Three out of four of today’s UK university graduates will be paying back their student loans well into their 50s, owing an average amount of £44,000 ($74,000), a study published Thursday reveals.
A report conducted by the Institute of Fiscal Studies (IFS) for the education charity the Sutton Trust found that today’s students are leaving university crippled with huge debts averaging £44,000 ($74,000). This is double the amount before the new £9,000 ($15,100) tuition fees cap came into force after 2010.
The hike in tuition fees, which were already unpopular, led to mass protests across the country, which in London turned into rioting and saw two policemen seriously injured.
The study found that 73 percent of students will be unable to clear their debts, and many will only have managed to write them off 30 years after graduation.
An individual student will have had to repay an average of £35,446 ($59,400) by the time they’ve cleared their debts, when many by that time have to fund their own children’s education. Only a tiny 5 percent of the highest earners will manage to pay back their debts by the time they are 40.
The report comes just after the Department for Business Innovation and Skills admitted that 45 percent of student debts will never be repaid.
Last week Sir David Bell, Vice-Chancellor of Reading University and a former permanent secretary at the Department for Education, said that a second government inquiry was needed into student finance in the UK and may be set up after the 2015 general election.
It was the Browne inquiry of 2010 which convinced the government to remove a cap on tuition fees at £3,200 ($5,360) per year and hiked to almost triple the amount at £9,000 ($15,100). Browne cited poor funding for universities as the motive for recommending the increase.
The Sutton Trust study found that under the new post Browne system it was middle and higher earners that would be hardest hit. Students do not have to start repaying their loans until they earn more than £21,000 ($35,200) a year, compared to £15,000 ($25,149) under the old system.
Whereas a typical teacher would still owe around £37,000 ($62,000) at the age of 40 and would be repaying £1,700 ($2,849) to £2,500 ($4,190) through their 40s and 50s, when they are struggling to support their own kids and to pay off a mortgage.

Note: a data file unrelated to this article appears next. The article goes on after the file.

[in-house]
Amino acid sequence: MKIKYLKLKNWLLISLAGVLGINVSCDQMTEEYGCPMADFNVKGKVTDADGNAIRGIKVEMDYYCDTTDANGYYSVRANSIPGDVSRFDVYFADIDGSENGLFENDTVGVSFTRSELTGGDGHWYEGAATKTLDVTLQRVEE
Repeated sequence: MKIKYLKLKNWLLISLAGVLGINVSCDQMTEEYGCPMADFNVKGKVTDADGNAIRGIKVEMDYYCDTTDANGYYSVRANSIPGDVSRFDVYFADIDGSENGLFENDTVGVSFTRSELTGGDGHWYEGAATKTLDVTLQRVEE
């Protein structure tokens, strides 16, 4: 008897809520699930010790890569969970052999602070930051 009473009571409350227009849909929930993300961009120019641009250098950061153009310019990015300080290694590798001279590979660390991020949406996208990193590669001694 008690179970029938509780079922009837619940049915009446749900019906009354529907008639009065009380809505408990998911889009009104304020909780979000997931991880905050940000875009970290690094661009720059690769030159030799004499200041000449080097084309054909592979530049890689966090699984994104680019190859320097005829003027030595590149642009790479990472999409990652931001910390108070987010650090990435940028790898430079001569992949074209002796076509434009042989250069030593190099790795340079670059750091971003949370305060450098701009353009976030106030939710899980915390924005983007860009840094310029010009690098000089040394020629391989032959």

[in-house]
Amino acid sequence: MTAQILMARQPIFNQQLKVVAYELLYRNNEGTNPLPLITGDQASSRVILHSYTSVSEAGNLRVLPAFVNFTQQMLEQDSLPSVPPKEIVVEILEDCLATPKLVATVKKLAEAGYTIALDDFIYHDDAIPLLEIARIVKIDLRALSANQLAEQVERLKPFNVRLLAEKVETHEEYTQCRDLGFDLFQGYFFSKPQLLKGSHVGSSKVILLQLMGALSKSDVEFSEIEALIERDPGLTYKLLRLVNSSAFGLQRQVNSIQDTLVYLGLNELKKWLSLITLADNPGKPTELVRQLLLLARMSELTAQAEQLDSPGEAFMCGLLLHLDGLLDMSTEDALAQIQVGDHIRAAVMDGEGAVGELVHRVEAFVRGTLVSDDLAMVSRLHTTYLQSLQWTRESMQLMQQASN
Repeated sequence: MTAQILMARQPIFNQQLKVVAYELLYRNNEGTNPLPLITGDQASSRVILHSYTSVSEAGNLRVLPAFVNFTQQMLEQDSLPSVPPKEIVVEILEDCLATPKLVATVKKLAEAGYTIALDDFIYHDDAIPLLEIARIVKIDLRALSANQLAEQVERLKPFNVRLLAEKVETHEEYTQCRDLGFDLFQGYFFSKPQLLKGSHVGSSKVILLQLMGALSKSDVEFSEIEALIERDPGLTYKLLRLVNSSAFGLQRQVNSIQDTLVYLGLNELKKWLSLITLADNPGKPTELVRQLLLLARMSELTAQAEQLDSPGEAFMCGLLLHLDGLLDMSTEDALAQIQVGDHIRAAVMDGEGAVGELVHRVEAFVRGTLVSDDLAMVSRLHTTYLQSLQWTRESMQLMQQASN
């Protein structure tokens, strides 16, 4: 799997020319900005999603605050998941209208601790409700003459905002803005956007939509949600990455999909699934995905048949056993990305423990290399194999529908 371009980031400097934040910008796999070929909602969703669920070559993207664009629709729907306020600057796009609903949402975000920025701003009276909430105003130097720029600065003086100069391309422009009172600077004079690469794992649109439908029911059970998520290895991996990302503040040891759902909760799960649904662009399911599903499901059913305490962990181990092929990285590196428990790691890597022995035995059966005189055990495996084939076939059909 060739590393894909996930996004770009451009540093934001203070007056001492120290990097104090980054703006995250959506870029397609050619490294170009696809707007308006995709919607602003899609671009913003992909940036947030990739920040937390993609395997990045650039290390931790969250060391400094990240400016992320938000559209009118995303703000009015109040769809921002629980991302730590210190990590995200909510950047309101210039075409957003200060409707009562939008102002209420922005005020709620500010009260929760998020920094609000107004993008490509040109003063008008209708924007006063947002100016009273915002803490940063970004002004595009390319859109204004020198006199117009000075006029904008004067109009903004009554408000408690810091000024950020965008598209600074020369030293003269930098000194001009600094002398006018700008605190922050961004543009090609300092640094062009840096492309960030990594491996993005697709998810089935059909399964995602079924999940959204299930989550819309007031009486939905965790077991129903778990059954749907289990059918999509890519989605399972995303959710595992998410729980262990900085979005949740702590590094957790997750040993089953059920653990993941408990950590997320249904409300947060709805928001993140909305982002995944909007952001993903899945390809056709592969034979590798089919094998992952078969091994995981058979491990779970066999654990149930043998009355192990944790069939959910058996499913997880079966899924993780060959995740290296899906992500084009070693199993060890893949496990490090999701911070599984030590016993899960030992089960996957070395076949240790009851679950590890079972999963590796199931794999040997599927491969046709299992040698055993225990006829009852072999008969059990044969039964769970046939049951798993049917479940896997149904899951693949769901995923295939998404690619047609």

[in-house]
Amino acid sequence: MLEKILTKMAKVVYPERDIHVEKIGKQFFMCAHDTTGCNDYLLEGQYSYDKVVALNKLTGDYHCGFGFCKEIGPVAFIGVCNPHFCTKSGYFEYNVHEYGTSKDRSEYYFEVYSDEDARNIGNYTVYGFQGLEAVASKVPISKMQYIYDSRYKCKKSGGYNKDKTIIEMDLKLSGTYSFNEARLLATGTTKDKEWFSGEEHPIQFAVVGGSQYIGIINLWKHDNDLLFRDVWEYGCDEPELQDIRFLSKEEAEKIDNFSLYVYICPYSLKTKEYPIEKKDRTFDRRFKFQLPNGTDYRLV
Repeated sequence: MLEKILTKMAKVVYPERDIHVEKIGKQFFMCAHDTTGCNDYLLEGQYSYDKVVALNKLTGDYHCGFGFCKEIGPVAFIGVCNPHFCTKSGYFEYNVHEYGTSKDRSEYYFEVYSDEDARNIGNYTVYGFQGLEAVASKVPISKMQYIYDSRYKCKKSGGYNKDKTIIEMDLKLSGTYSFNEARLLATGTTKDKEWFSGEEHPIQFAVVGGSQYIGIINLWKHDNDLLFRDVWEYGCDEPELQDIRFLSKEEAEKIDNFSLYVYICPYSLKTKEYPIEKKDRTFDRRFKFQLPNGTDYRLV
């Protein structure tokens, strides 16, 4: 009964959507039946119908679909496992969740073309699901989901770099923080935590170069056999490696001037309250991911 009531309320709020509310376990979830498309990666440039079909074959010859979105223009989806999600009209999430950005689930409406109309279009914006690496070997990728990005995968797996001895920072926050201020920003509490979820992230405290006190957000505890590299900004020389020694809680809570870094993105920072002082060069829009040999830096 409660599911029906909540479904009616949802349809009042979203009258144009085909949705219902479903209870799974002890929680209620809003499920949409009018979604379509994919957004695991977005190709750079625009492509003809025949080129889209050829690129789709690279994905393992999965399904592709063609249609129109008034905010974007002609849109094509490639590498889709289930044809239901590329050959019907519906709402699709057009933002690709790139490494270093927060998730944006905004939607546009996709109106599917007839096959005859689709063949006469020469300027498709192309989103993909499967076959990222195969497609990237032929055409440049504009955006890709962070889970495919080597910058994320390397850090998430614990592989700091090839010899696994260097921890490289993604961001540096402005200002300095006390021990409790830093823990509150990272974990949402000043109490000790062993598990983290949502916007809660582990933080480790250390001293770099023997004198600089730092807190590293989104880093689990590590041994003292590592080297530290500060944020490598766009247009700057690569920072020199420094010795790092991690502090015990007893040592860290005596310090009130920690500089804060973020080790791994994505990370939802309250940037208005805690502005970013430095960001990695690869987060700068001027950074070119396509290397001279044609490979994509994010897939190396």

“The new HE finance system will leave graduates with much more debt than before. Yet even with this extra charge on middle earners, there is an increasing likelihood that the government will end up failing to recoup most of its loans,” Claire Crawford, of the IFS and the University of Warwick who was co-author of the report, told the Independent.
The idea of hammering middle income earners is as unlikely to yield substantial repayments as it is unfair, explained Conor Ryan, director of research at the Sutton Trust.
“It seems middle income earners pay back a lot more but the Exchequer gains little in return. We believe that the government needs to look again at fees, loans and teaching grants to get a fairer balance,” he said.
Toni Pearce, from the National Union of Students, said that making students fork over huge amounts for their education was not the answer.
“Forcing debt on to students as a way of funding universities is an experiment that has failed our country,” she told the Independent.
The report also notes that the gap in applications between advantaged and disadvantaged young people attending university has fallen, but that it is still students from richer families who are more likely to gain places at the best universities.
Meanwhile the study found that the number of language students in the UK is continuing to drop, with a 22 percent decline in places awarded between the 2010-11 and 2012-13 academic years. The business community in the UK says they are in significant need of more young professionals who can speak foreign languages.
However, the devolved Scottish parliament, which controls all issues concerning education north of the border, has abolished all tuition fees, resulting in a large benefit for Scottish students compared to their English counterparts.